Below trend growth to continue
Today, a session that has been high on movement, even though it’s been low on data. And the Bank of Japan’s attempts to control bond yields has impacted bond prices across the globe.
Like Nelly Furtado’s hit Powerless (Say what you want), the rates markets has come under pressure over the past 24hrs with speculation over the BoJ policy decision today pushing core global yields higher. The USD is weaker across the board, the AUD has been a bystander and SEK the outperformer. US equities are weaker, led by further declines in the tech sector, as investors rotate out of this sector following some high-profile earnings misses
The USD has been the worst performing of the majors for no particular reason, with a steady grind lower since the European open. AUD is little changed currently trading at 0.7406 unable to materially benefit from a softer US. Meanwhile SEK is at the top of the leader board, up over 1% to 8.77, boosted by Sweden’s Q2 GDP of 1.0% q/q that smashed expectations of a 0.5%.
Against a soft USD, the yen has made little progress and USD/JPY sits close to 111, with some nervousness ahead of this afternoon’s BoJ policy announcement. The last week or so has seen reports that the BoJ may either review its yield curve control policy or tweak its operation, with the idea to improve the longevity of the stimulus programme and reduce the harm it causes to the profitability of commercial banks. It seems that the BoJ would be happier to see long term rates increase but it doesn’t want to see a concurrent appreciation of the yen. It’s a difficult balancing act and the central bank will need to get its messaging right.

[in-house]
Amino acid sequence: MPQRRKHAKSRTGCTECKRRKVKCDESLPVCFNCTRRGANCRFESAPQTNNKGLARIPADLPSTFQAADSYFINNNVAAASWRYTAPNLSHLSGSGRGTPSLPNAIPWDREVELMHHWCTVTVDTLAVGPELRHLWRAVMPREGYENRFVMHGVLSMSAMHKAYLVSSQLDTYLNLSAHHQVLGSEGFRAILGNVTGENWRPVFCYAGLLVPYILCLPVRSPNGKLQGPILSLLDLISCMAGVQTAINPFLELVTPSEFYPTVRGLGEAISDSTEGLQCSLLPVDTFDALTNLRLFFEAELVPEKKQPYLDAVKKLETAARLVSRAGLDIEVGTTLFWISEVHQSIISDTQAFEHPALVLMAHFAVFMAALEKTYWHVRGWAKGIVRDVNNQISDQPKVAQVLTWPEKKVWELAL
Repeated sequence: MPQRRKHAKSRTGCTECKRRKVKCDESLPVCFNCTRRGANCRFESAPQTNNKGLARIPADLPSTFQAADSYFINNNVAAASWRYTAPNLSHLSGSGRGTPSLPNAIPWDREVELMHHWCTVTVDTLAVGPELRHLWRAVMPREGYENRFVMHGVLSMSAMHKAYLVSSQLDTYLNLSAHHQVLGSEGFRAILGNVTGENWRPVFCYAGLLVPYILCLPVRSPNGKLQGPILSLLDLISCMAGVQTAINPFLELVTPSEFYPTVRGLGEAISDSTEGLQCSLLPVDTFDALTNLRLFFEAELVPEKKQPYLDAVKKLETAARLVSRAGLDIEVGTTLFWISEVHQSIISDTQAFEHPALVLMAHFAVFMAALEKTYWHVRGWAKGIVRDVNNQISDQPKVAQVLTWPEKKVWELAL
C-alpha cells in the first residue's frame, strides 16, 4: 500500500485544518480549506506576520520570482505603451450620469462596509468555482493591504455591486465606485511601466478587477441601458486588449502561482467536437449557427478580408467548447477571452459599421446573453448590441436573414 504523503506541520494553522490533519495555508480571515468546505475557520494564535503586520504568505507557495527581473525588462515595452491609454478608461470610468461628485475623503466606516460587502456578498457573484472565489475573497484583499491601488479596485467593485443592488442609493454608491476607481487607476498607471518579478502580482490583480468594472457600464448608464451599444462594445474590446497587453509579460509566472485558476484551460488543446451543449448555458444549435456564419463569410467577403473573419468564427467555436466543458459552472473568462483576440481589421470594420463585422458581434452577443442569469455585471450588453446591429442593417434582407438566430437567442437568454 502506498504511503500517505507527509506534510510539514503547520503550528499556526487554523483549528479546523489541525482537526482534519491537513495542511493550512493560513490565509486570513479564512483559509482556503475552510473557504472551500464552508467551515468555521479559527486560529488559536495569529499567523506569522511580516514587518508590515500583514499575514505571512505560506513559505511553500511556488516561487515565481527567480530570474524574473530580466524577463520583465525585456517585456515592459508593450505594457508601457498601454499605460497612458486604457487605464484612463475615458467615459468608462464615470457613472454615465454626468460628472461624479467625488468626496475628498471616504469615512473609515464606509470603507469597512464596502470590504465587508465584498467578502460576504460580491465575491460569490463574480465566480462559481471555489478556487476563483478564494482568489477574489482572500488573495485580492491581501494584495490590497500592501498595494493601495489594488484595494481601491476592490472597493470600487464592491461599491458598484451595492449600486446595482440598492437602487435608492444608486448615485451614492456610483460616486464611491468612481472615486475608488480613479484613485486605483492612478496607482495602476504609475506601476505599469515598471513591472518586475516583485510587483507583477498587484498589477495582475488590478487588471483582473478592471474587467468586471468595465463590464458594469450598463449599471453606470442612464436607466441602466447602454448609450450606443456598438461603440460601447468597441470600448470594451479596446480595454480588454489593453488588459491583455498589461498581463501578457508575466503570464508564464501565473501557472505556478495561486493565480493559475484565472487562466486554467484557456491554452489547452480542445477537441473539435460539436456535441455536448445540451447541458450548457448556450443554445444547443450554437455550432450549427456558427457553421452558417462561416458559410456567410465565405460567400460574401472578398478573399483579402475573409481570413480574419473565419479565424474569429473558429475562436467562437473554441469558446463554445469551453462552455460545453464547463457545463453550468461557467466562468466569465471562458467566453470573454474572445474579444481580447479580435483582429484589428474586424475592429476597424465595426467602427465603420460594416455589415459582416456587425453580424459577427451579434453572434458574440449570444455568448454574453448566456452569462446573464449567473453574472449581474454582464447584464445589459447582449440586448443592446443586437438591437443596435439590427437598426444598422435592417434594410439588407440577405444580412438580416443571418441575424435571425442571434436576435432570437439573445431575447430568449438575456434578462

Fears of higher JGB yields means fears of weaker Japanese demand for foreign bonds and this has seen global rates increase recently. Those moves extended overnight, with UK’s 10-year rate up 6bps to 1.34% and Germany’s 10 year rate up 4bps to 0.44%. That backdrop has seen US 10-year Treasuries nudge up 2bps to currently 2.975%, after reaching a fresh July high of 2.99% overnight. A slightly steeper curve is evident, with the 2-year rate flat.
The negative lead from Asia which saw the Shanghai Composite closed down at 0.16% extended into the European and US sessions with all major indices showing negative returns for the start of the week. The NASDAQ has once again led the decline as investors rotate out of IT shares following a string of disappointing earnings results. The NYSE FANG index is now down over 9% through the past three trading sessions.
It thas been a contrasting night for commodities, oil prices are up between 1% to 2 % driven by news that a key Canadian facility won’t return to full production as quickly as expected, adding to global supply concerns. Iron ore, gold and metals are little changed, but steam coal is the big loser, down 3.67%
US Commerce Secretary Ross indicated that trade negotiations with Mexico under its new President were proceeding rapidly and were close to completion. This follows US Trade Rep Lighthizer’s comments last week indicating some hope that NAFTA talks are in the “finishing stages”. It remains to be seen whether a bilateral deal with Mexico will be agreed before negotiating separately with Canada.
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